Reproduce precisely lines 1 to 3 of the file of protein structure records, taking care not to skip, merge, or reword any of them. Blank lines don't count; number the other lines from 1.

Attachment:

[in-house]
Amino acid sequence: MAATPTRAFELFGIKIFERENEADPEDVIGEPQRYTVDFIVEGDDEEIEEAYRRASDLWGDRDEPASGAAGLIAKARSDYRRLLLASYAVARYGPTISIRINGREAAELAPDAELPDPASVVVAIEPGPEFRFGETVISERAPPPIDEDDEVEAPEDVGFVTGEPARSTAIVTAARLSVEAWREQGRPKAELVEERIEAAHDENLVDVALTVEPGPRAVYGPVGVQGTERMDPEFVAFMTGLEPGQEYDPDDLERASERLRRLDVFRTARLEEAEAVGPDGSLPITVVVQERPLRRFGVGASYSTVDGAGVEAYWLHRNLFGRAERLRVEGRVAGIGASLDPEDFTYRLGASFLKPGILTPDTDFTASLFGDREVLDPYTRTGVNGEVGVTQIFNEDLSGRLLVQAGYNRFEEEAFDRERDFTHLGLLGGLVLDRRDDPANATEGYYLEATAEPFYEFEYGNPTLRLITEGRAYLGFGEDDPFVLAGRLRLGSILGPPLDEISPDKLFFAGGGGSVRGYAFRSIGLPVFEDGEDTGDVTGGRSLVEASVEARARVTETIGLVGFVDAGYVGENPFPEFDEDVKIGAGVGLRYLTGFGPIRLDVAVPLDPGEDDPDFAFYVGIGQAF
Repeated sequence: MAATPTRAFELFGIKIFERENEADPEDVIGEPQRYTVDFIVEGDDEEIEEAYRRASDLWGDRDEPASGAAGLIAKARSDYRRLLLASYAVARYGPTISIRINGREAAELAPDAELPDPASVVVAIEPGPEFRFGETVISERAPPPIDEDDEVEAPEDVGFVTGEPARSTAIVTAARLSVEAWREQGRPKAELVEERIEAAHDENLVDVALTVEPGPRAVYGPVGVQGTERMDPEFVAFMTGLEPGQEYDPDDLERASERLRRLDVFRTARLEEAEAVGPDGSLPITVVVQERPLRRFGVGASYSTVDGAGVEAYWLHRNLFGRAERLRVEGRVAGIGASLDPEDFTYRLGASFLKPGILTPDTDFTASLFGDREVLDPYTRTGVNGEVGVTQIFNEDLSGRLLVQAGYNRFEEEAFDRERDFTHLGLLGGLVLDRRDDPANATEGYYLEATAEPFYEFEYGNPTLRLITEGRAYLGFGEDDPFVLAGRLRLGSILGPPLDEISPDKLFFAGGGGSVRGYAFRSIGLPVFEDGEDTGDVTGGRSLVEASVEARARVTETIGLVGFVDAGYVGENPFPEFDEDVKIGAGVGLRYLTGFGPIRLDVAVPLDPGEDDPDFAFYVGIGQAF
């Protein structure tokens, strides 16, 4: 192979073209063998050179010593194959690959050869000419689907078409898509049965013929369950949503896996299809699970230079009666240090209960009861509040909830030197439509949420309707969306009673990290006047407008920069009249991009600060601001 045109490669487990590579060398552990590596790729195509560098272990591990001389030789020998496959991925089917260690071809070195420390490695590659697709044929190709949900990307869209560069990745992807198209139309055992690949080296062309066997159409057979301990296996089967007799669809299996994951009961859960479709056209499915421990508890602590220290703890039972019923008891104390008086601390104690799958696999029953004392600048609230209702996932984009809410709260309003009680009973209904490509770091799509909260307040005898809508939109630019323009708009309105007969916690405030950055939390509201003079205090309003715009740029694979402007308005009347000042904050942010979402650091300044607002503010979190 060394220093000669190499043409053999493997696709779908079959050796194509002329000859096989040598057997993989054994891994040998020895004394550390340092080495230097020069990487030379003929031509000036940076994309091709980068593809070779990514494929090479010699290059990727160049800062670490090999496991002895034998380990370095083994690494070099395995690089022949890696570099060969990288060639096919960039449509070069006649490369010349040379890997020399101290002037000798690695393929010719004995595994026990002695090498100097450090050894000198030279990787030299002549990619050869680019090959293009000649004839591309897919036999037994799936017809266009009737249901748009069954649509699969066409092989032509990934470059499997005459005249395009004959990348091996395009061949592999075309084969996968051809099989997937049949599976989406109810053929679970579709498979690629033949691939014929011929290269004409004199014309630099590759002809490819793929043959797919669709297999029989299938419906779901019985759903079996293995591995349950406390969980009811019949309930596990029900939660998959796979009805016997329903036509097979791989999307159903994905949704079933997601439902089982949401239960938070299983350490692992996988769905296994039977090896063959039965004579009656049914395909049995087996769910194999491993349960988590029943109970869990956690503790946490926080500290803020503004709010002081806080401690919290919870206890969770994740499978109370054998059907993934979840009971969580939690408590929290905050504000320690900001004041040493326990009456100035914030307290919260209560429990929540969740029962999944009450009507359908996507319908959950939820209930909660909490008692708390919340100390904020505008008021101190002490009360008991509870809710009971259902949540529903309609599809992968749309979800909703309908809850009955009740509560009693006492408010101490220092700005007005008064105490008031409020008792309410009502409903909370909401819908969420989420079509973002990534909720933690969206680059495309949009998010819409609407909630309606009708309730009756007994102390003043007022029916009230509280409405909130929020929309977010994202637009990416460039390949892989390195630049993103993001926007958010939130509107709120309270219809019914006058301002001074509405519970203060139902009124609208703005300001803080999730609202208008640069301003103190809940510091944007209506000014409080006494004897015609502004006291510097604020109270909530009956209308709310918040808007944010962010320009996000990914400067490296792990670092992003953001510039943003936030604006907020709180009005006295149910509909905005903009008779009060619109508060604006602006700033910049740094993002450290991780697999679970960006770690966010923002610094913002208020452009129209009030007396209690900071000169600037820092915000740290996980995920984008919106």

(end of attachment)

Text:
[in-house]
Amino acid sequence: MAATPTRAFELFGIKIFERENEADPEDVIGEPQRYTVDFIVEGDDEEIEEAYRRASDLWGDRDEPASGAAGLIAKARSDYRRLLLASYAVARYGPTISIRINGREAAELAPDAELPDPASVVVAIEPGPEFRFGETVISERAPPPIDEDDEVEAPEDVGFVTGEPARSTAIVTAARLSVEAWREQGRPKAELVEERIEAAHDENLVDVALTVEPGPRAVYGPVGVQGTERMDPEFVAFMTGLEPGQEYDPDDLERASERLRRLDVFRTARLEEAEAVGPDGSLPITVVVQERPLRRFGVGASYSTVDGAGVEAYWLHRNLFGRAERLRVEGRVAGIGASLDPEDFTYRLGASFLKPGILTPDTDFTASLFGDREVLDPYTRTGVNGEVGVTQIFNEDLSGRLLVQAGYNRFEEEAFDRERDFTHLGLLGGLVLDRRDDPANATEGYYLEATAEPFYEFEYGNPTLRLITEGRAYLGFGEDDPFVLAGRLRLGSILGPPLDEISPDKLFFAGGGGSVRGYAFRSIGLPVFEDGEDTGDVTGGRSLVEASVEARARVTETIGLVGFVDAGYVGENPFPEFDEDVKIGAGVGLRYLTGFGPIRLDVAVPLDPGEDDPDFAFYVGIGQAF
Repeated sequence: MAATPTRAFELFGIKIFERENEADPEDVIGEPQRYTVDFIVEGDDEEIEEAYRRASDLWGDRDEPASGAAGLIAKARSDYRRLLLASYAVARYGPTISIRINGREAAELAPDAELPDPASVVVAIEPGPEFRFGETVISERAPPPIDEDDEVEAPEDVGFVTGEPARSTAIVTAARLSVEAWREQGRPKAELVEERIEAAHDENLVDVALTVEPGPRAVYGPVGVQGTERMDPEFVAFMTGLEPGQEYDPDDLERASERLRRLDVFRTARLEEAEAVGPDGSLPITVVVQERPLRRFGVGASYSTVDGAGVEAYWLHRNLFGRAERLRVEGRVAGIGASLDPEDFTYRLGASFLKPGILTPDTDFTASLFGDREVLDPYTRTGVNGEVGVTQIFNEDLSGRLLVQAGYNRFEEEAFDRERDFTHLGLLGGLVLDRRDDPANATEGYYLEATAEPFYEFEYGNPTLRLITEGRAYLGFGEDDPFVLAGRLRLGSILGPPLDEISPDKLFFAGGGGSVRGYAFRSIGLPVFEDGEDTGDVTGGRSLVEASVEARARVTETIGLVGFVDAGYVGENPFPEFDEDVKIGAGVGLRYLTGFGPIRLDVAVPLDPGEDDPDFAFYVGIGQAF